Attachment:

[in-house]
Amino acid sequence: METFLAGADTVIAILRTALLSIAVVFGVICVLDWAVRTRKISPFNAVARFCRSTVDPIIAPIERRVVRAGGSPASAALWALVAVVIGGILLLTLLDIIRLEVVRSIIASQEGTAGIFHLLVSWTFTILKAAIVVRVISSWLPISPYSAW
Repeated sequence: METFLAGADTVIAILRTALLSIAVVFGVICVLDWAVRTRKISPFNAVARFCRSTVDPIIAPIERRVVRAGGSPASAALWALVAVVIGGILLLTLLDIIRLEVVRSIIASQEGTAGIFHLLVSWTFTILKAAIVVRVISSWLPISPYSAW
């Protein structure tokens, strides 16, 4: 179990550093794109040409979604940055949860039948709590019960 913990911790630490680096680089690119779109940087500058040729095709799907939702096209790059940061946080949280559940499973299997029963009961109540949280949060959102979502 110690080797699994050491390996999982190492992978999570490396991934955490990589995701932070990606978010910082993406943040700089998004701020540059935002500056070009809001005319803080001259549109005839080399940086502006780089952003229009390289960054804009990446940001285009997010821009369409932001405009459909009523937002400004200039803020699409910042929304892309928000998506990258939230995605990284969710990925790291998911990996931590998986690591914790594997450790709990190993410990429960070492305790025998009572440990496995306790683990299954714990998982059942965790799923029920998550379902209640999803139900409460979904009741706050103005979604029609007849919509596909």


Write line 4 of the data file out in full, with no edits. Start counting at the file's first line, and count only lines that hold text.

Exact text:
């Protein structure tokens, strides 16, 4: 179990550093794109040409979604940055949860039948709590019960 913990911790630490680096680089690119779109940087500058040729095709799907939702096209790059940061946080949280559940499973299997029963009961109540949280949060959102979502 110690080797699994050491390996999982190492992978999570490396991934955490990589995701932070990606978010910082993406943040700089998004701020540059935002500056070009809001005319803080001259549109005839080399940086502006780089952003229009390289960054804009990446940001285009997010821009369409932001405009459909009523937002400004200039803020699409910042929304892309928000998506990258939230995605990284969710990925790291998911990996931590998986690591914790594997450790709990190993410990429960070492305790025998009572440990496995306790683990299954714990998982059942965790799923029920998550379902209640999803139900409460979904009741706050103005979604029609007849919509596909």